Six of the biggest movie studios in Hollywood are reportedly exploring ways to offer at-home movie rentals during their theatrical release. Unfortunately, that doesn’t include the current number one studio, Disney, which is supposedly disinterested in shortening the home release window.
Variety is reporting that movie studios have had high level talks to discuss shortening the theatrical release window. That’s despite cinema chains having previously resisted any discussions that would reduce the exclusive window in which films are exclusively screened in theatres.
Warner Bros. CEO Kevin Tsujihara is reported to have kicked off the discussions, offering exhibitors a percentage cut of the revenue generated from digital revenues. In return, Warner Bros. would be able to offer its films for digital rental just 17 days after they open in movie theatres.
Pricing has been the biggest obstacle for movie studios. Too expensive and people won’t pay to rent films at home; too cheap and the studios run the risk of losing potential revenue. Warner Bros. suggested a price of $50 a rental, although both Fox and Universal are said to have dismissed that as being too steep for the majority of consumers.
The theatrical release window in the UK currently stands at around 15 weeks, although that is a dramatic drop from the 27 weeks that was the norm in 1999. It’s thought that exhibitors are willing to negotiate that down even further, as long as the revenue sharing deal is far and the rental price isn’t too affordable that people stop going to the cinema.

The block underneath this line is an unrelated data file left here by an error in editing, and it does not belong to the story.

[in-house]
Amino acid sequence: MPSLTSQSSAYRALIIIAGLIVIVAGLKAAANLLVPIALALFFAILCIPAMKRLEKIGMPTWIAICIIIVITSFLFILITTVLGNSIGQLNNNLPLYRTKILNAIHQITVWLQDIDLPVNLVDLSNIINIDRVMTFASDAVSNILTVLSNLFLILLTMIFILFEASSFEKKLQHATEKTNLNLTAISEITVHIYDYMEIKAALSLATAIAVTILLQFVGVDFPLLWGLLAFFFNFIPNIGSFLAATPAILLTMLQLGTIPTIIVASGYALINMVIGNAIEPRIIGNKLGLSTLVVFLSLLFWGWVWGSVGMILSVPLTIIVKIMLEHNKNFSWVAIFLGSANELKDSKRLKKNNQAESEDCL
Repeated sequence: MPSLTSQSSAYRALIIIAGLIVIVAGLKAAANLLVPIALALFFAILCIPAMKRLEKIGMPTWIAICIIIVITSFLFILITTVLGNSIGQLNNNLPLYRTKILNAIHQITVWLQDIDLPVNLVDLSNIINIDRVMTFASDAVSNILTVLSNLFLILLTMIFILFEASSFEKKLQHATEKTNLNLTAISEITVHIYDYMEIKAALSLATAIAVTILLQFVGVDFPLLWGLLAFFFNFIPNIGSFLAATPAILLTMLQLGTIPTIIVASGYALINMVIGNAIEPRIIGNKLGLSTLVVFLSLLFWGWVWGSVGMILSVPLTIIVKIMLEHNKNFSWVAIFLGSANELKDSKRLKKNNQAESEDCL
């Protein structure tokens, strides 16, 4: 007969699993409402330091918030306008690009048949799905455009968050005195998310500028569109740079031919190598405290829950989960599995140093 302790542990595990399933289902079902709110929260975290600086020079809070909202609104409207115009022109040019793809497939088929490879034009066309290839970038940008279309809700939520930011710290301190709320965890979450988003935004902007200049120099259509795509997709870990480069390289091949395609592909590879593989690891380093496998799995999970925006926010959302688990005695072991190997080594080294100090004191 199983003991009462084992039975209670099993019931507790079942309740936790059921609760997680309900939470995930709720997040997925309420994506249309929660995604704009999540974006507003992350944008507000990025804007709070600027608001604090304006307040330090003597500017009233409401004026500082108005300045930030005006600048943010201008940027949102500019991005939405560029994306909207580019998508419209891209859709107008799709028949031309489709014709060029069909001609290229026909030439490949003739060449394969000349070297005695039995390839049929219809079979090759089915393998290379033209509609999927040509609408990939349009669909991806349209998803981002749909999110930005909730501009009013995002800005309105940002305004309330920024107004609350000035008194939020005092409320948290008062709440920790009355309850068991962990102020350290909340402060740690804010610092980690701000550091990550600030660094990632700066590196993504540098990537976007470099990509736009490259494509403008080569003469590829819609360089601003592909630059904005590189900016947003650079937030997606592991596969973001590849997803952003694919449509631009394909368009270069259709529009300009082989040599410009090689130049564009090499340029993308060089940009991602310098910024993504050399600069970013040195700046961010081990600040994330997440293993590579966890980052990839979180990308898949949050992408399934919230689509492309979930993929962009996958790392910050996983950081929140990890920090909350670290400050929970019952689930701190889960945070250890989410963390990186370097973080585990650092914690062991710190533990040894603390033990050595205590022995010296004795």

It’s thought that both Fox and Warner Bros. have approached exhibitors with a deal that will see the theatrical release window reduced to between 30 and 45 days, with a film rental price of around $30. Universal is supposedly being a little more aggressive, asking for the home entertainment debut to take place around 20 days after its initial release in theatres.
Disney is reportedly the only major movie studio not asking for a reduction in the theatrical release window. It’s not overly surprising that the world’s number one studio is happy with the status quo – after all, the company made $7.6 billion at the global box office last year, largely thanks to hits such as Captain America: Civil War, Rogue One: A Star Wars Story and Finding Dory.
Despite Disney’s reluctance, Fox, Warner Bros., Universal, Lionsgate, Paramount and Sony are all reportedly in talks with AMC, Regal and Cineplex in the US. It’s not known whether similar talks are being held this side of the pond.
Insiders speaking to Variety report that talks have been ongoing for over a year, with each studio offering different deals and at different stages of the process. Universal has reportedly asked for all of its films to be released on premium video-on-demand, while Warner Bros. and Fox want to work on the basis that only some films will be available for home viewing early. Sony is said to be earlier in its discussions, but the rumours are that the studio is asking for a release window that is later than Universal’s, and more expensive.
It’s not surprising that there’s an appetite for shorter theatrical windows. The rise of streaming services such as Netflix and Amazon Video has caused panic among cinema chains and movie studios alike, and several solutions have already popped up over the last year.
Sean Parker’s Screening Room is one streaming service that wants to make day-and-date movie rentals a possibility, while XCINEX has also been in talks with studios. Apple has supposedly been looking into a similar solution.